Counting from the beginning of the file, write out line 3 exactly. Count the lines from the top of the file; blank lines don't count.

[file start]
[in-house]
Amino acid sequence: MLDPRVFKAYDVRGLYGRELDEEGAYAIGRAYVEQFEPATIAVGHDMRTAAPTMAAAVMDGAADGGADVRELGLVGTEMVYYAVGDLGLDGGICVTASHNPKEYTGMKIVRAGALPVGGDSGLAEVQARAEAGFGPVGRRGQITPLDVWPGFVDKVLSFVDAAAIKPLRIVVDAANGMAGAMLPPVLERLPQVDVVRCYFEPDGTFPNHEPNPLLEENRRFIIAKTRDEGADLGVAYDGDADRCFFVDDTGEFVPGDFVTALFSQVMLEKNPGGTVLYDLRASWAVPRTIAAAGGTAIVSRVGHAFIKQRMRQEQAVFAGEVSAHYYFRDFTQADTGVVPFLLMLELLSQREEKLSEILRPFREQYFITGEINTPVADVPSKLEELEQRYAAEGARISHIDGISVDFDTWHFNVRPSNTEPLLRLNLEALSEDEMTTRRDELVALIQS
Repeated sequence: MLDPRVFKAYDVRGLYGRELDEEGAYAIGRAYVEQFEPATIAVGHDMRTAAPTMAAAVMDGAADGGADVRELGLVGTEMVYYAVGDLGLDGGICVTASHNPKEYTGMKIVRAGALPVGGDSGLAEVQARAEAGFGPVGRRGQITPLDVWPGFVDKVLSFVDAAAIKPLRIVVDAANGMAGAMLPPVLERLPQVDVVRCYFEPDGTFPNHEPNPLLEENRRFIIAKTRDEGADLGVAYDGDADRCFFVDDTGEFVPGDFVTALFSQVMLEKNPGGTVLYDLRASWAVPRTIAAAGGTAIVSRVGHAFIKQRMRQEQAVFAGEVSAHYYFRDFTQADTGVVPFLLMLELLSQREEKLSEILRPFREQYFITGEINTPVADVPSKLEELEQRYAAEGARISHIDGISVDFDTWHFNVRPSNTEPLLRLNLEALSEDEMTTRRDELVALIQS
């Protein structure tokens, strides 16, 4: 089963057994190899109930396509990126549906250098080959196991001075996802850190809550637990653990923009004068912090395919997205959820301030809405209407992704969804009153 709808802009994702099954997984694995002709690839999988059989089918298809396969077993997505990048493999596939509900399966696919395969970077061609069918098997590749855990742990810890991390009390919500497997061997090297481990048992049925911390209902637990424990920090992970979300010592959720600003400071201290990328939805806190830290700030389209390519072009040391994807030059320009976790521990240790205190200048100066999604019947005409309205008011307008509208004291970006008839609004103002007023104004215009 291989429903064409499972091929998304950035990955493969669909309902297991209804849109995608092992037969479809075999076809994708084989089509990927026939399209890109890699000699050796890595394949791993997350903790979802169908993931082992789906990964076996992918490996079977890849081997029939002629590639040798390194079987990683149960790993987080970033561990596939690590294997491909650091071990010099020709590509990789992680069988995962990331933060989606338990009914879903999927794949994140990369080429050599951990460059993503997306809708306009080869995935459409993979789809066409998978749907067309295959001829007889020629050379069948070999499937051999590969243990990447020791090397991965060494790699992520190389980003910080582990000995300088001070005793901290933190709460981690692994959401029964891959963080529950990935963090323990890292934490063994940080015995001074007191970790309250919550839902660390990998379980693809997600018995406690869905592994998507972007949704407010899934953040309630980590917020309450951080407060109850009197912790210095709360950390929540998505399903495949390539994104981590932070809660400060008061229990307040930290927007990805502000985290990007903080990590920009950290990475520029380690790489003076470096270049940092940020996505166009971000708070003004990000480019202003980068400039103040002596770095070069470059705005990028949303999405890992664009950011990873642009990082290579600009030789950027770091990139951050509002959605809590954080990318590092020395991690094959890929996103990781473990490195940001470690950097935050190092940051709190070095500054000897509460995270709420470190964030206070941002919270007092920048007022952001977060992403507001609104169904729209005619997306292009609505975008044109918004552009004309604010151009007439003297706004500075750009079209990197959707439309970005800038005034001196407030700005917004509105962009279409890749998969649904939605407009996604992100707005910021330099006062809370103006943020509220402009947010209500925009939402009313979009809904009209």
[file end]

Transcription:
Repeated sequence: MLDPRVFKAYDVRGLYGRELDEEGAYAIGRAYVEQFEPATIAVGHDMRTAAPTMAAAVMDGAADGGADVRELGLVGTEMVYYAVGDLGLDGGICVTASHNPKEYTGMKIVRAGALPVGGDSGLAEVQARAEAGFGPVGRRGQITPLDVWPGFVDKVLSFVDAAAIKPLRIVVDAANGMAGAMLPPVLERLPQVDVVRCYFEPDGTFPNHEPNPLLEENRRFIIAKTRDEGADLGVAYDGDADRCFFVDDTGEFVPGDFVTALFSQVMLEKNPGGTVLYDLRASWAVPRTIAAAGGTAIVSRVGHAFIKQRMRQEQAVFAGEVSAHYYFRDFTQADTGVVPFLLMLELLSQREEKLSEILRPFREQYFITGEINTPVADVPSKLEELEQRYAAEGARISHIDGISVDFDTWHFNVRPSNTEPLLRLNLEALSEDEMTTRRDELVALIQS